Residents of disadvantaged neighborhoods who are discharged from safety-net hospitals have high hospital readmission risk

1. In this retrospective observational study, the authors observed that residing in a disadvantaged neighborhood and being discharged from a safety-net hospital were independently associated with an increased 30-day risk of readmission.

2. There was a higher association observed between readmission risk and the hospital’s safety-net index compared to the patient’s neighborhood disadvantage status.

Evidence Rating Level: 2 (Good)

Study Rundown: The term safety-net hospital refers to a center that cares for a large number of significantly disadvantaged patients. The authors of this study evaluated the independent contributions of patients’ neighborhoods and the hospital’s service area with respect to the risk of 30-day readmission. The primary outcome measured was unplanned 30-day hospital readmission. Through this retrospective observational study, the authors found that residing in a disadvantaged neighborhood and being discharged from a safety net hospital were independently associated with an increased 30-day readmission risk among similar patients. Further, a greater association was found with the hospital’s safety-net index compared to the patient’s neighborhood disadvantage status. Since this study took place in Maryland, and involved residents discharged from a Maryland hospital in 2015, a main limitation of this study is its generalizability..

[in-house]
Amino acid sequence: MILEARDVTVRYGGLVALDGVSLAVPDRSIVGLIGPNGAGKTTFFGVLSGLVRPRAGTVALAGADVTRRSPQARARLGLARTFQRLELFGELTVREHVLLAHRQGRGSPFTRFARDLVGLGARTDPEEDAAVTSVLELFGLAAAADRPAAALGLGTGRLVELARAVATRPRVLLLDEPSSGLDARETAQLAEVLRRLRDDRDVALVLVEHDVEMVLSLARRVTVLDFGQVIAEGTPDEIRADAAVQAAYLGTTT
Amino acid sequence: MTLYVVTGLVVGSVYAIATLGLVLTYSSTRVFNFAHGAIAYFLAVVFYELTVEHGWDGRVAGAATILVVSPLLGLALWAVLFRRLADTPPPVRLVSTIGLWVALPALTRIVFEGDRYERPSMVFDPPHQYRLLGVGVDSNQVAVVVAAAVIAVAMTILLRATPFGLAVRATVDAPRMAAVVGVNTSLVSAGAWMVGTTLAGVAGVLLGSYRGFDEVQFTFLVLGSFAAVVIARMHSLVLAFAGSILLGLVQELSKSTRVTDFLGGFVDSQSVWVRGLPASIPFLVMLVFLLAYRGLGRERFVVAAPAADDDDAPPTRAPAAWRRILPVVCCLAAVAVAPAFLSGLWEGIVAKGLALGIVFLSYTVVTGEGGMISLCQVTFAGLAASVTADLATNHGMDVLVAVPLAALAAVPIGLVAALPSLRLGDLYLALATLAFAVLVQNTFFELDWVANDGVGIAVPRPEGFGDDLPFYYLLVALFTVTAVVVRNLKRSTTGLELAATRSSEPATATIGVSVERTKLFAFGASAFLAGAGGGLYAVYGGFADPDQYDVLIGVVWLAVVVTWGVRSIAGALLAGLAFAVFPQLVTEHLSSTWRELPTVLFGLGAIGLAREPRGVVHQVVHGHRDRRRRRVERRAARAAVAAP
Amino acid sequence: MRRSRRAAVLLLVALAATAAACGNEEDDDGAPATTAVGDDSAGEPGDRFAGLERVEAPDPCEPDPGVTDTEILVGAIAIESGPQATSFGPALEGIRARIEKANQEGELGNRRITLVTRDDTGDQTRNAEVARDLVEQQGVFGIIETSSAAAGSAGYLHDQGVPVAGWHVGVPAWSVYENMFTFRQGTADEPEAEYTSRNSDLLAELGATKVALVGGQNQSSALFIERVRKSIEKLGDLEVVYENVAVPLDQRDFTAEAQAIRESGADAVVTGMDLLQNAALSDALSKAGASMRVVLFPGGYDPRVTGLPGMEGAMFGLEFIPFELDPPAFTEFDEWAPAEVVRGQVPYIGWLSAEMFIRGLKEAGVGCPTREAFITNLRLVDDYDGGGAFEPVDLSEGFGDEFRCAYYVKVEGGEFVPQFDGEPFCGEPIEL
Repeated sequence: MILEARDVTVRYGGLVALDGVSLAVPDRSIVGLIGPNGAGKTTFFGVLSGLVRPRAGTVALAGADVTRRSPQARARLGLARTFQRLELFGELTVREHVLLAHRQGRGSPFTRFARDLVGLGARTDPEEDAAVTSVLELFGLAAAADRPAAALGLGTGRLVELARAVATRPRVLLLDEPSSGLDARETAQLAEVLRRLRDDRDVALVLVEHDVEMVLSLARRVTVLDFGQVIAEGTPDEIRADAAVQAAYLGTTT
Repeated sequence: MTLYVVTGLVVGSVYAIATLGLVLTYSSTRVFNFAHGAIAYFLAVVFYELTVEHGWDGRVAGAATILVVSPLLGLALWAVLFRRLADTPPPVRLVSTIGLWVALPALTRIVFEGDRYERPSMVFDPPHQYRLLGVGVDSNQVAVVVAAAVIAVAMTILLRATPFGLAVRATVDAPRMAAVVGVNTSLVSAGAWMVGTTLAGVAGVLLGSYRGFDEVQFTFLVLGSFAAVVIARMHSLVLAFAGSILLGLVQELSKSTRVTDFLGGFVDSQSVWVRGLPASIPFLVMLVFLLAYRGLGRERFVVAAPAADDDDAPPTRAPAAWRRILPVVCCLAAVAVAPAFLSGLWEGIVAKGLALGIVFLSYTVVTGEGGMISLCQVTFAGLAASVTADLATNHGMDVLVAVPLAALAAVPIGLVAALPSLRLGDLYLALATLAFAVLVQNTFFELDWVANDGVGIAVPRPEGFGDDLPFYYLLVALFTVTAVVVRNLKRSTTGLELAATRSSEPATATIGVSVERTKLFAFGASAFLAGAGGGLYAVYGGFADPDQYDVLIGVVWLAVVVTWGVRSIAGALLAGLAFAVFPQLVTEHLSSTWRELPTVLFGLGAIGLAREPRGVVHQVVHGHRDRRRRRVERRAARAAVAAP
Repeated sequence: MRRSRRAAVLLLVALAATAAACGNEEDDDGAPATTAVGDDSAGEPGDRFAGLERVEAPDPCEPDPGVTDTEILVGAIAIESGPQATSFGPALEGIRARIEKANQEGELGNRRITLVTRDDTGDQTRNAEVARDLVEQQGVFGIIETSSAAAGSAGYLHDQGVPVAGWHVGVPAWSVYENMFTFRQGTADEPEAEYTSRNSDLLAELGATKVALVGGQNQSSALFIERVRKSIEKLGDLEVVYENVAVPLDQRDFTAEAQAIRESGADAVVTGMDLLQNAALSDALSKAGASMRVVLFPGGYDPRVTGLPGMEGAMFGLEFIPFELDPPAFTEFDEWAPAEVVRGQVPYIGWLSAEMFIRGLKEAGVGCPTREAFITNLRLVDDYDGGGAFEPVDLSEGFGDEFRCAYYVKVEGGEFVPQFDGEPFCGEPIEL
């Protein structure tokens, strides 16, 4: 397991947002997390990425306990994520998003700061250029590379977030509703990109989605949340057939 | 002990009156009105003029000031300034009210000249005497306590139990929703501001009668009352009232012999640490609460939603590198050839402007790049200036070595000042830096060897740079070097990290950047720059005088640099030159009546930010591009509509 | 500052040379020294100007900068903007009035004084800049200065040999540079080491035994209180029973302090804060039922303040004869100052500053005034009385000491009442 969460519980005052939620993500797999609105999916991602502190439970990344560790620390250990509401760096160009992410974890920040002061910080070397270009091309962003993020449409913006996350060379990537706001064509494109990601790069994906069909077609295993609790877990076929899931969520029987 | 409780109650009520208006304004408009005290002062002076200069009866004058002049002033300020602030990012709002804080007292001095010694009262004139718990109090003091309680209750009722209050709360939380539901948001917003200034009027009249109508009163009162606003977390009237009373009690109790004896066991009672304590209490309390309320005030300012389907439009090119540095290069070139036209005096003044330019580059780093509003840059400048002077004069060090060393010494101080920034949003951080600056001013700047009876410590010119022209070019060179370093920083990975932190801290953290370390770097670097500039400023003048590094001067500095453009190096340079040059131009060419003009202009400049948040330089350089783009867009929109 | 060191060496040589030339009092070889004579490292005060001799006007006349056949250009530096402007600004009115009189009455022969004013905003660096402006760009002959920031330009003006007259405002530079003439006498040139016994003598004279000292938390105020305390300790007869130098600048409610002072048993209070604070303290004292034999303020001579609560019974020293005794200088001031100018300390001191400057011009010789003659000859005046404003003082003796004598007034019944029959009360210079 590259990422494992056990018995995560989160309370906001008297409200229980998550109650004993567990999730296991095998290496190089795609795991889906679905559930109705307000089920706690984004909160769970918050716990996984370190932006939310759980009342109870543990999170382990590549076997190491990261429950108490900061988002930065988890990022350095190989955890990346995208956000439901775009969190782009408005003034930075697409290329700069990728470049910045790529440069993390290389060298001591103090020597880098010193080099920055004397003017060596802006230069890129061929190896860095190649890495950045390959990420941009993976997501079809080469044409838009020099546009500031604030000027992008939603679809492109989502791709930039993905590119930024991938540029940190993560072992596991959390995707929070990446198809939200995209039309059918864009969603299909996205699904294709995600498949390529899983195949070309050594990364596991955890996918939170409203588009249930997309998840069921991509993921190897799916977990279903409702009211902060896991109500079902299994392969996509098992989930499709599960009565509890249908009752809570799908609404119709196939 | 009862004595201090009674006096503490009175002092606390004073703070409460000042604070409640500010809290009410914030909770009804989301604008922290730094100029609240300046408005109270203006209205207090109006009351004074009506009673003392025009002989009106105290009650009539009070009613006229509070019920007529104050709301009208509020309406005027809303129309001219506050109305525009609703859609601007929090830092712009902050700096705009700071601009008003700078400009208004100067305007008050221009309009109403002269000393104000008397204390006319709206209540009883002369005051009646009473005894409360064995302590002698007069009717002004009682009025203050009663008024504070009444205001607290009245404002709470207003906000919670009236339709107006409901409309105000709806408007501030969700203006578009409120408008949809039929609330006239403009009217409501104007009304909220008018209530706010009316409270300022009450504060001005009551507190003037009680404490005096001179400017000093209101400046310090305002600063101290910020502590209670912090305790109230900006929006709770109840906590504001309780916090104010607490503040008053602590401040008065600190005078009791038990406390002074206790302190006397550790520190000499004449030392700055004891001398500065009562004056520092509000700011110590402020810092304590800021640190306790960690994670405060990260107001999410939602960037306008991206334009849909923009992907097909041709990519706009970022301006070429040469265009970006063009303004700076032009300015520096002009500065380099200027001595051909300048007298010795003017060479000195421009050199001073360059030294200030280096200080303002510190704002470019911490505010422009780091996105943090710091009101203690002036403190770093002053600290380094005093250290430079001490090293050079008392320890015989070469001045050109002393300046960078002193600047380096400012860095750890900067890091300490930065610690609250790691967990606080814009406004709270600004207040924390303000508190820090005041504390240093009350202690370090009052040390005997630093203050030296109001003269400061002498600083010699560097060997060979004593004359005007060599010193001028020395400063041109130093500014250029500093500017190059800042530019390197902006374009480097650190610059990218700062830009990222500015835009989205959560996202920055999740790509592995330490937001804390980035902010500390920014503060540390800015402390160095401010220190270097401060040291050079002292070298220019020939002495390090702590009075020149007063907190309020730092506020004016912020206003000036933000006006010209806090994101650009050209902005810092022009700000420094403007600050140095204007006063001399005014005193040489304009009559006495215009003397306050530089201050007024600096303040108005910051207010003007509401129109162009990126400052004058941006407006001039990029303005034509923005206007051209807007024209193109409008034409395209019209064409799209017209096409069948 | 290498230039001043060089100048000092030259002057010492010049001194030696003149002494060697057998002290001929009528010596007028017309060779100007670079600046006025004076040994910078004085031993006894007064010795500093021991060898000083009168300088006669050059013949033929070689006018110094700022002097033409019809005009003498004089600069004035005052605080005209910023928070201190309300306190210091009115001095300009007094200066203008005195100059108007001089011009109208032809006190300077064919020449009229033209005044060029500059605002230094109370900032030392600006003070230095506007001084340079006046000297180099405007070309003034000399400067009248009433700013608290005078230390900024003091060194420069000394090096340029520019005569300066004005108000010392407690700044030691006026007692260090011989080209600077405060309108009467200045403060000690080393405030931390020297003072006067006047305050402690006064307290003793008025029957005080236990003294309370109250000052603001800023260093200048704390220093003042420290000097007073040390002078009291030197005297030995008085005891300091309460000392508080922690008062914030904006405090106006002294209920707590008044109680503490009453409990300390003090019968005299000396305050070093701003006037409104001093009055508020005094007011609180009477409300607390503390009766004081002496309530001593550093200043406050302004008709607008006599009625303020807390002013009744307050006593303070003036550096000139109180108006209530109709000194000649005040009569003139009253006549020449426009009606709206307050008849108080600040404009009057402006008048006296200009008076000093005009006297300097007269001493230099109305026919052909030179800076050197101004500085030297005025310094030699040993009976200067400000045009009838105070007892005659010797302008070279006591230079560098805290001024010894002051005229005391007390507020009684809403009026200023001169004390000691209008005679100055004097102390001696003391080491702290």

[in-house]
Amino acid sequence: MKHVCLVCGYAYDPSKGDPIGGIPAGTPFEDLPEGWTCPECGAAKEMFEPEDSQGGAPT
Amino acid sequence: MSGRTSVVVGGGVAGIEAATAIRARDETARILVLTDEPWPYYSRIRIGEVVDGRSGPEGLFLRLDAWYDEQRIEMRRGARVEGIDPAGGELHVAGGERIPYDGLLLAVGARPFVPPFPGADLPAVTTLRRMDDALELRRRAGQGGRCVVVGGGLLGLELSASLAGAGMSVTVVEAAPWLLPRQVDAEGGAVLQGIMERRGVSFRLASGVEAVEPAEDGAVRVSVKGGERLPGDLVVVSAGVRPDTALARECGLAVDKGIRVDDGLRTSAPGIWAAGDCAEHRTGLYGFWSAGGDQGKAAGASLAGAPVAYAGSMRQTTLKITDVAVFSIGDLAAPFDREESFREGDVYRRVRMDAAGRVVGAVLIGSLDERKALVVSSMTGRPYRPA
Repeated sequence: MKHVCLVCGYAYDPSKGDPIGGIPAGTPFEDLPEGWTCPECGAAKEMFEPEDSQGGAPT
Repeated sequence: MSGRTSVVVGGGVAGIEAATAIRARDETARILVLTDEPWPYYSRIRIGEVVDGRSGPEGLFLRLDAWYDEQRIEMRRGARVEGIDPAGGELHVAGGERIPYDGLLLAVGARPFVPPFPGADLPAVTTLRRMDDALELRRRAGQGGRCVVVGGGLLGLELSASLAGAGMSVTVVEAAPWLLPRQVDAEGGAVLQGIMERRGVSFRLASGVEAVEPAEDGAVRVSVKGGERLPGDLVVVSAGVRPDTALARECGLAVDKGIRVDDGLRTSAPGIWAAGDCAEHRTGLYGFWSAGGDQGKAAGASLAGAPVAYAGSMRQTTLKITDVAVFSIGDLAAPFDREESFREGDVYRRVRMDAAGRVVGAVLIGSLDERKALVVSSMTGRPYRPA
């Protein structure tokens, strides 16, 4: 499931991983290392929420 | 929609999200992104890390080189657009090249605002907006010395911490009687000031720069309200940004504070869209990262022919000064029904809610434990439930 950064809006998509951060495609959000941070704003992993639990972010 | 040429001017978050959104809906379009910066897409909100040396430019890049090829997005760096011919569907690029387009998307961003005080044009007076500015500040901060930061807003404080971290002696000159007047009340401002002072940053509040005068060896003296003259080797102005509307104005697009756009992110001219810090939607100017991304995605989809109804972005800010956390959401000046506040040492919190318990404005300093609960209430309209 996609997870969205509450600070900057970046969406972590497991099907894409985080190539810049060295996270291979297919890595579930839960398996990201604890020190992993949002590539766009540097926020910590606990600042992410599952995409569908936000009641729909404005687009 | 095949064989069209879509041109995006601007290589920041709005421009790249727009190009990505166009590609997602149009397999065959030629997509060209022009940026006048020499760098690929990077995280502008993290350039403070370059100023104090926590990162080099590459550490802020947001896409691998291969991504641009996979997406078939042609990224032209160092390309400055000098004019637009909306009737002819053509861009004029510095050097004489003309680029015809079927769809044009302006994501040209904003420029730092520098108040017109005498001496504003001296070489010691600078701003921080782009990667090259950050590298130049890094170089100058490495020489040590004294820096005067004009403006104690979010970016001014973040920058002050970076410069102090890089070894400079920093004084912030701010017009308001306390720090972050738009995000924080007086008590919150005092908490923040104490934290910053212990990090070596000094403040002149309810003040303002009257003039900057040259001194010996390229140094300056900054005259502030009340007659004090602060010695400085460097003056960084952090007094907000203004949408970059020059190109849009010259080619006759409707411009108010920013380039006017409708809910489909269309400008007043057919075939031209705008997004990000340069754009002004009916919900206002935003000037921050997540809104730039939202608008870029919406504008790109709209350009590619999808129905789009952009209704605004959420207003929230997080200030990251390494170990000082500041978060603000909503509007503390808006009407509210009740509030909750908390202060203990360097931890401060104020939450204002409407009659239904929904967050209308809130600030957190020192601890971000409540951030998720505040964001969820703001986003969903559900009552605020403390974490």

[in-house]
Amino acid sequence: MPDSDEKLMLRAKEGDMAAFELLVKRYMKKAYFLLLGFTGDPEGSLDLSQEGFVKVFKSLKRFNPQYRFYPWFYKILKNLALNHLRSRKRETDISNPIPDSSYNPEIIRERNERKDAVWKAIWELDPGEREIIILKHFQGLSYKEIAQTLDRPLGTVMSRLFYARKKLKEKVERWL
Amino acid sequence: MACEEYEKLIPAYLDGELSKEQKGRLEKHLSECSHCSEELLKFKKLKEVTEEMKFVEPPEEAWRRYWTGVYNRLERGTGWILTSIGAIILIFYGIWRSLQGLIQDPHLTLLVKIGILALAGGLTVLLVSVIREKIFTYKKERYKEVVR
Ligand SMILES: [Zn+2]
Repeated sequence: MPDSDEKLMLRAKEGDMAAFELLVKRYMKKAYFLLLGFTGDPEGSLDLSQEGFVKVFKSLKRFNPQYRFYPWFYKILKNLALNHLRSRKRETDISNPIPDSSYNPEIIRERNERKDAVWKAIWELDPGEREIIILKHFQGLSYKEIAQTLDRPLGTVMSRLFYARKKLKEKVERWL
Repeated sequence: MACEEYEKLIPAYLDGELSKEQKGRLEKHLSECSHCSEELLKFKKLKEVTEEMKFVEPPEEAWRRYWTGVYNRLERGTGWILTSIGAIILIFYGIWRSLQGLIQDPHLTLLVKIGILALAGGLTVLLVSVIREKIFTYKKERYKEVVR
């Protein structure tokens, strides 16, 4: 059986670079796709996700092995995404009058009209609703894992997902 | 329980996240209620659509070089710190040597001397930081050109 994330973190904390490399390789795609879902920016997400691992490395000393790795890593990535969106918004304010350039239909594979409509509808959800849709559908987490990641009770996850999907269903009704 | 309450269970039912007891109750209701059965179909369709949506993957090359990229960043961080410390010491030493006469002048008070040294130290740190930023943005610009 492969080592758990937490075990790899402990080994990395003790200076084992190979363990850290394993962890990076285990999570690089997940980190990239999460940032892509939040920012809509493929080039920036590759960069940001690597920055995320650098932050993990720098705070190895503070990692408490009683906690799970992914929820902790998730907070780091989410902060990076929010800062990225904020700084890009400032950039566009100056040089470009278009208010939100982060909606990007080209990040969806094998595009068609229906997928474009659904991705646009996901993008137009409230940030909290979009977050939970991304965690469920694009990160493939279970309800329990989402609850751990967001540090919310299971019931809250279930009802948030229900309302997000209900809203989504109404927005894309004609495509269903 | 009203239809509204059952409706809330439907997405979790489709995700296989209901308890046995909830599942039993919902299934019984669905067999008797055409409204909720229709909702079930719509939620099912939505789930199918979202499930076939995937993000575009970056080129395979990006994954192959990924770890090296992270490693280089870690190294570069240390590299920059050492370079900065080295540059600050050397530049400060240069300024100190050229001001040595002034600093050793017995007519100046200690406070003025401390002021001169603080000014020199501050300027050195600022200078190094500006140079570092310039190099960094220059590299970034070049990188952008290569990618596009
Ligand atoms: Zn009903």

Click to read the study in Annals of Internal Medicine

Relevant Reading: Changes to Racial Disparities in Readmission Rates After Medicare’s Hospital Readmissions Reduction Program Within Safety-Net and Non–Safety-Net Hospitals

In-Depth [retrospective cohort]: The authors conducted a retrospective observational study utilizing Maryland’s data during the 2015 fiscal year (1 July 2014 to 30 June 2015). They assessed two main risk factors, hospital safety-net, which was defined as the mean disadvantage (mean ADI) of the hospital’s discharged patients, as well as the area disadvantage index (ADI) of the neighborhood where the patient lives. Clinical risk factors were controlled for during the statistical analysis. The primary study outcome was the 30-day hospital readmission; the hospital readmission rate was then defined as the number of readmissions to any Maryland hospital per 100 discharges. The authors found that 13.4% of discharged patients were readmitted to hospital within 30 days. Additionally, they observed that patients who were living in neighborhoods at the 90th percentile of disadvantage had a readmission rate of 14.1% (95% CI, 13.6% to 14.5%). This value contrasted the ADI of similar patients living in neighborhoods at the 10th percentile of disadvantage, where they had a readmission rate of 12.5% (CI, 11.8% to 13.2%). Regarding the safety-net index, the readmission rate was 14.8% (CI, 13.4% to 16.1%) for patients discharged from hospitals at the 90th percentile of the safety-net index, compared to 11.6% (CI, 10.5% to 12.7%) for similar patients discharged from hospitals at the 10th percentile of the safety-net index.

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